Disclaimer: if I grew up in a time where those remote-controlled racing tables with the circular tracks were popular, I’d probably love them. Call me crazy but there’s something awesome about the simplicity. You can’t slide around curves, or cat-and-mouse your way around opponents. You have to focus, take the turns at an appropriate speed and best your cohorts with patience and will. So needless to say, when I dug in to start reviewing GP Racing Pro (essentially the Android equivalent of those classic toys), I was pretty amped. And later, I was equally disappointed.
Don’t let the “racing game” category fool you. This is really nothing like a racing game—at least none that I’ve grown familiar with. Like, at all. The strategic layout is simple: you control a car from a bird’s-eye view, turning it right or left to squeak around turns, without any control over your throttle—with, of course, the exception of a boost option (more on that later). The races are set up in a pretty forgiving, tournament-style format. First you’re given one practice run (which you can skip). Then you complete a “qualifier” run. Then based on your prowess, you start the actually race either in the middle of the pack, at the front or (God forbid) at the end.
Of course, there are plenty of races to complete, and there are some “career” aspects to the game. But to me, those really aren’t the point. This is more of a flash game than an all-out race, and that’s not necessarily a bad thing. The simplicity is what drove me to play it. I’d be on the subway or avoiding some article I was supposed to be writing and I’d fire up a game and complete a race.
But now it’s time for disclaimer number 2. I’m really bad at this game. In general as far as gamers go, I’d put myself right in the middle of the field. I can keep up with old college roommates, but I am nowhere near “play online” status in almost any genre. And that’s ok. But when I bring up a game like this and find myself fairly abysmal, almost all the time, I start to question the playability of the game. After all, it’s a simple mobile title. The learning curve shouldn’t be as unforgiving as, say, the Asphalt series.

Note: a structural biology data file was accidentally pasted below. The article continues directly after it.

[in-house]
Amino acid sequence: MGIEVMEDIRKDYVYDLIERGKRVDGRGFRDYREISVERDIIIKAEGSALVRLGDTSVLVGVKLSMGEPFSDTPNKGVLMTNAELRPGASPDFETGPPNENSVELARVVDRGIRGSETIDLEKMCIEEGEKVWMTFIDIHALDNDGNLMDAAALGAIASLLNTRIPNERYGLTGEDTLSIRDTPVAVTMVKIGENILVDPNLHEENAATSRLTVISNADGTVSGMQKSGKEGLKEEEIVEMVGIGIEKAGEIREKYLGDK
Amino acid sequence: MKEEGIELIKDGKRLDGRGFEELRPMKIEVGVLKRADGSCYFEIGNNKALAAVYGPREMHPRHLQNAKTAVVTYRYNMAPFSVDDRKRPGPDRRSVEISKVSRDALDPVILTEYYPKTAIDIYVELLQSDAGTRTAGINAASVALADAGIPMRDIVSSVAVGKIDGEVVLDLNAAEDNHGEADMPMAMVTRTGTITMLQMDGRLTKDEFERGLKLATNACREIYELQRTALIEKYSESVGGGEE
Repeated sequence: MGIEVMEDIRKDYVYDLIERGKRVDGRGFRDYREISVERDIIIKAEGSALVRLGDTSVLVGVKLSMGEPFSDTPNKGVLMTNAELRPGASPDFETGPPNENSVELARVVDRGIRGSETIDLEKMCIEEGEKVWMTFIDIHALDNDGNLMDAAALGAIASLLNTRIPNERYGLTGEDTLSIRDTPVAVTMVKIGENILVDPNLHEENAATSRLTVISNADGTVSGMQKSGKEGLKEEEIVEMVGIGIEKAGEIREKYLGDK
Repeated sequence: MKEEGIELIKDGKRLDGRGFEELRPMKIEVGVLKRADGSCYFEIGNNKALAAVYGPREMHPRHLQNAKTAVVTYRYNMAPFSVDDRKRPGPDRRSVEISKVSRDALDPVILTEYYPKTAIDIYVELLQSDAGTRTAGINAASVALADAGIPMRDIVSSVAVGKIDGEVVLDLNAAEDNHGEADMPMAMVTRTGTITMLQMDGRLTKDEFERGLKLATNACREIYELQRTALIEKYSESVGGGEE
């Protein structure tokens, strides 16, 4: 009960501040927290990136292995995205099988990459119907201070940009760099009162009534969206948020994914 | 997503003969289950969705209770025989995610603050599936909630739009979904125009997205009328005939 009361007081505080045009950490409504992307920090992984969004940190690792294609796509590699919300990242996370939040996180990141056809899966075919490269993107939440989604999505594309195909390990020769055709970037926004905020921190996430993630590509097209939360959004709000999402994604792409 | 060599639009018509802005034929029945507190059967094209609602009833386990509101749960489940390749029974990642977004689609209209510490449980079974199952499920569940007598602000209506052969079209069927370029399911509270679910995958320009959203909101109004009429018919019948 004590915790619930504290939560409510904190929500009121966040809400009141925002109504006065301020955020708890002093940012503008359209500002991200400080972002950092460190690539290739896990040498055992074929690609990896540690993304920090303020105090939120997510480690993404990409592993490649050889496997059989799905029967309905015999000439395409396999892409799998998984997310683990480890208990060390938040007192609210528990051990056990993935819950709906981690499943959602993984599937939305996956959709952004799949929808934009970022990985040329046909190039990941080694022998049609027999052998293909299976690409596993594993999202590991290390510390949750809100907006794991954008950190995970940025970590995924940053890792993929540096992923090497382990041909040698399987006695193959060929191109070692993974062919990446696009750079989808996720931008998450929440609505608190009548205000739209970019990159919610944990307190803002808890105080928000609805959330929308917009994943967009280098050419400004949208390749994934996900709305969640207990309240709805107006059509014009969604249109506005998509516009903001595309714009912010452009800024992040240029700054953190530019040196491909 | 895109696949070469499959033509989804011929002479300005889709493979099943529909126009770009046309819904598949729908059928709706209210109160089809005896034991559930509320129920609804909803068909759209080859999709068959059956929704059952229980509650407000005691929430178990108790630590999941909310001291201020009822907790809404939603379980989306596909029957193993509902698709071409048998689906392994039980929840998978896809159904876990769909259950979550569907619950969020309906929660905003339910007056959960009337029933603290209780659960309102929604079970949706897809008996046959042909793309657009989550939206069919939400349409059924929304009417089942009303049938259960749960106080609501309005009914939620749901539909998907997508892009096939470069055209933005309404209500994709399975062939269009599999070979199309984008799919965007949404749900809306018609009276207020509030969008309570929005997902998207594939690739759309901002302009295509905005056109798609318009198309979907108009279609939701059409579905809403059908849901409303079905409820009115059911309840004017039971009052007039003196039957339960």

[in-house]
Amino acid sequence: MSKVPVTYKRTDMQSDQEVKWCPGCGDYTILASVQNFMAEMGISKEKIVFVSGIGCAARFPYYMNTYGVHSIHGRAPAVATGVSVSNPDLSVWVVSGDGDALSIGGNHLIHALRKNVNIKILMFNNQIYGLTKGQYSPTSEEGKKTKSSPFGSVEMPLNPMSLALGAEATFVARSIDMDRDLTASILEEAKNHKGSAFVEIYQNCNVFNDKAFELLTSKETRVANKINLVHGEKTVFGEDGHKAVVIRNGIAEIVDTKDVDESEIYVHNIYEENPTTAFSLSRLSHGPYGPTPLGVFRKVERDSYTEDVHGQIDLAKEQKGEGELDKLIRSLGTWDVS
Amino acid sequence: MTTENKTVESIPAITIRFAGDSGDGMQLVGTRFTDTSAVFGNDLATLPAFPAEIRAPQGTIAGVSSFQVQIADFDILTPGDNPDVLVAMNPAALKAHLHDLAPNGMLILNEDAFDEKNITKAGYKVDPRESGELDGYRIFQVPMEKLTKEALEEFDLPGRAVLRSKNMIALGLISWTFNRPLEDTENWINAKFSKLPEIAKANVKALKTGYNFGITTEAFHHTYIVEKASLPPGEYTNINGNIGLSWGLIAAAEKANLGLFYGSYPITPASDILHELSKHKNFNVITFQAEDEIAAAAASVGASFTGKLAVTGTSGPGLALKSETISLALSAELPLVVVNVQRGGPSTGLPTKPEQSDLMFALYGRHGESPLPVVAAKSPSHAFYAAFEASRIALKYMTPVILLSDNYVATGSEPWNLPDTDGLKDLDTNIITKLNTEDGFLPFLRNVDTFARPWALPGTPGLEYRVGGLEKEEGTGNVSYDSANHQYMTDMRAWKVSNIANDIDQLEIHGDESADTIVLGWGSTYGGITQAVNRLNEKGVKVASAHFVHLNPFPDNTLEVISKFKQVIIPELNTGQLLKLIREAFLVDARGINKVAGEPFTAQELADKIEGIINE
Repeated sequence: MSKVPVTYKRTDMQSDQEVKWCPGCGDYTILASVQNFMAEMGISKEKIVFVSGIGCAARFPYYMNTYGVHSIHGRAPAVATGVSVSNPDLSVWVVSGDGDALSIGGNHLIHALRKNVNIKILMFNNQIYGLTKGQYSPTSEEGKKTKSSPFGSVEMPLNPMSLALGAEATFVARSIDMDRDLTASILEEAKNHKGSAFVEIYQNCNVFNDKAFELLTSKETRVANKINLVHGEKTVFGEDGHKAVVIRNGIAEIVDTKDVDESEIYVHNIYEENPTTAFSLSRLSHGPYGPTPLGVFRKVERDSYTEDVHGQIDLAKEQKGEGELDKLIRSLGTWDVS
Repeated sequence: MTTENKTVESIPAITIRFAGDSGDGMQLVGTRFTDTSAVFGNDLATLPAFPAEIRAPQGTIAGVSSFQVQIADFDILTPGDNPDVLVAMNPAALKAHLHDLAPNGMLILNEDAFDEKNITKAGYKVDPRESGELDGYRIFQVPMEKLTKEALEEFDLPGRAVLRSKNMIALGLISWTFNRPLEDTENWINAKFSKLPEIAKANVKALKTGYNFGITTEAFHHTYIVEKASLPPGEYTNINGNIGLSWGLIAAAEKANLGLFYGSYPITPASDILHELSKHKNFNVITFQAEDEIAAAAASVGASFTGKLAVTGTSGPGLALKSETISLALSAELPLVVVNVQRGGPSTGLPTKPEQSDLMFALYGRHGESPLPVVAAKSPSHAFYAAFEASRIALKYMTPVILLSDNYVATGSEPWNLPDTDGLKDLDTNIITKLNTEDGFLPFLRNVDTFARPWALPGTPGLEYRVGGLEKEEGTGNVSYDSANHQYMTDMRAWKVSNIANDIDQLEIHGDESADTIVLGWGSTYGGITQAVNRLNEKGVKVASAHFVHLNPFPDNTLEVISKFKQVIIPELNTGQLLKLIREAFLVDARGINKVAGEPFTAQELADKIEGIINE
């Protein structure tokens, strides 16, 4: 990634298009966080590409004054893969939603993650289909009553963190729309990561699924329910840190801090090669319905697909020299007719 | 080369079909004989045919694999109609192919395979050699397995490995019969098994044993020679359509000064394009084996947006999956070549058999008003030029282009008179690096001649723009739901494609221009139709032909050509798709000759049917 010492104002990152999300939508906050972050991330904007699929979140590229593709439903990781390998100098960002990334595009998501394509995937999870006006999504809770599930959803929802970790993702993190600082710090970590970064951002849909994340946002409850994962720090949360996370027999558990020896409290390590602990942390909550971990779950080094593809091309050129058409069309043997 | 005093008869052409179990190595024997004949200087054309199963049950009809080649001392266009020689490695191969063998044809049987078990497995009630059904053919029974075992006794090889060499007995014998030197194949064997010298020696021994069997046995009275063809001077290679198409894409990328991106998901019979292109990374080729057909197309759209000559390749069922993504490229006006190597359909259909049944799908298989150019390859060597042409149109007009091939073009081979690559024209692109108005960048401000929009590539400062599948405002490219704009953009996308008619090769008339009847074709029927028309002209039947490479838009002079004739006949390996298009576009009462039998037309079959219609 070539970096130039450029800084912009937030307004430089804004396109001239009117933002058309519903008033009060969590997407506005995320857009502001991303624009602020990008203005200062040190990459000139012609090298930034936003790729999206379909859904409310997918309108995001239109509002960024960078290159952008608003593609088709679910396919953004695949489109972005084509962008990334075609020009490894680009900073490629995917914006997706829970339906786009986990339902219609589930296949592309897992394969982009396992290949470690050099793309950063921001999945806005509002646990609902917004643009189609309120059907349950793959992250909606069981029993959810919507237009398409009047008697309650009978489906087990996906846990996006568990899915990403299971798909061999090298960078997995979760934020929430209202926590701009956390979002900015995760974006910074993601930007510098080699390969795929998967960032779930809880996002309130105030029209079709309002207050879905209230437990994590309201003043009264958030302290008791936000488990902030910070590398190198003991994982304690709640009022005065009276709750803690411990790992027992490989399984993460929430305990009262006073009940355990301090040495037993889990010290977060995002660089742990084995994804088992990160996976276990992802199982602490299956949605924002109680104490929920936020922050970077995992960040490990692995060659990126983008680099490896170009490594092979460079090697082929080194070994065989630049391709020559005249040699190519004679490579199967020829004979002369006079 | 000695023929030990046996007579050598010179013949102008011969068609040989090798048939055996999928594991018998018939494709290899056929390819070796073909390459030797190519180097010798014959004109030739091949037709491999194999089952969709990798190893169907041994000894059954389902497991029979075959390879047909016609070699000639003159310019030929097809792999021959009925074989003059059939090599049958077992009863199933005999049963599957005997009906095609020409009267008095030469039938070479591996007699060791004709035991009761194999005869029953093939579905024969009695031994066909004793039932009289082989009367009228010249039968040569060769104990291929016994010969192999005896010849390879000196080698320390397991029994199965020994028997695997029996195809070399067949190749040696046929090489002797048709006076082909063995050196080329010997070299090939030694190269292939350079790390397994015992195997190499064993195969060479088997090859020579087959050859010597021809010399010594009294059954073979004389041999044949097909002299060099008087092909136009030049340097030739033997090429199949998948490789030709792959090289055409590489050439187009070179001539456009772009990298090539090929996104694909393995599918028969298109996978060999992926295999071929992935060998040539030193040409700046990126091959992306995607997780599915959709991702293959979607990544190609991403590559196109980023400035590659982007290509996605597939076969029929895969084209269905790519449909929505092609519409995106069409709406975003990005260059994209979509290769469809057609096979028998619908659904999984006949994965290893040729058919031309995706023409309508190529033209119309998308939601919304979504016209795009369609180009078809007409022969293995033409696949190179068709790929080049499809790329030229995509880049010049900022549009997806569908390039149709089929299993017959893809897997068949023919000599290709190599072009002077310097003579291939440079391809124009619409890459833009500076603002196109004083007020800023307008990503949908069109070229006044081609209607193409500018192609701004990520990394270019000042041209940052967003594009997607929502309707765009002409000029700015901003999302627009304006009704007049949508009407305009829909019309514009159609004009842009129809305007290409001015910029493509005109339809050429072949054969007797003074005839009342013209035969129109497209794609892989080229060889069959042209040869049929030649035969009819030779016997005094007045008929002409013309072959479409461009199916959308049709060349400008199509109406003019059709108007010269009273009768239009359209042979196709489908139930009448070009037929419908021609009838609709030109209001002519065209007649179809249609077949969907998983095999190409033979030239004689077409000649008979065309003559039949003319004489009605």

And when you look for something to blame, you needn’t look any further than the responsiveness of the controls and the fundamental perspective with which you’re expected to drive you car. Most games give you the option to drive from the passenger perspective, or an “over the shoulder” view. This game is 100% aerial. And with hairpin turns in either direction, looping around a track, at some point you start to forget which way is left and which way is right. Because “left” and “right” turns are all oriented from the car’s perspective, not from your aerial view. If you’re confused by my description, then you aren’t alone. I’ve completed a ton of races in this game, and I still get my lefts mixed up with my rights.
And then there’s the boost. Ohhh the boost. You’d think that with an option to speed up, you could redeem a particularly poor race and make up time in the final laps—zipping around opponents to a photo finish. But the boost offered nothing more than a frustrating means of losing further control of the vehicle. If you take one wrong turn in this game, it’s very, very hard to get back in the race. And if you try to boost your way back in, you’ll almost surely miss the next turn and fall further behind.
So you might be asking, “Well Jay, don’t you just need some more practice?” Normally I’d agree with you. I’m not one to throw in the towel. But I was simply at a loss with this game. The controls were tough to wrap my head around and even tougher to execute. The overarching draw of the title (posting better times and graduating to new tournaments) was overshadowed by the fact that almost every tournament was the same thing.
The bottom line, for me, is that this game takes the simplicity of a quick-and-dirty mobile title and throws pick-me-up gamers right out the window and in the end doesn’t have either the technical graphical of depth of play to justify its hardcore demands. You simply can’t log 15 minutes in this game and then put it away. And even if you log hours, I contend that it would be tough to succeed in the way the game expects you to. It’s really a lose-lose. Even the 2D graphics don’t give me much to rave about. I went into this game with grand expectations, but ended up with a stuttering, go-kart style experience. I’ll stick with a more traditional racing title next time.
A simple, bird’s-eye racer with little variation and even less room for error.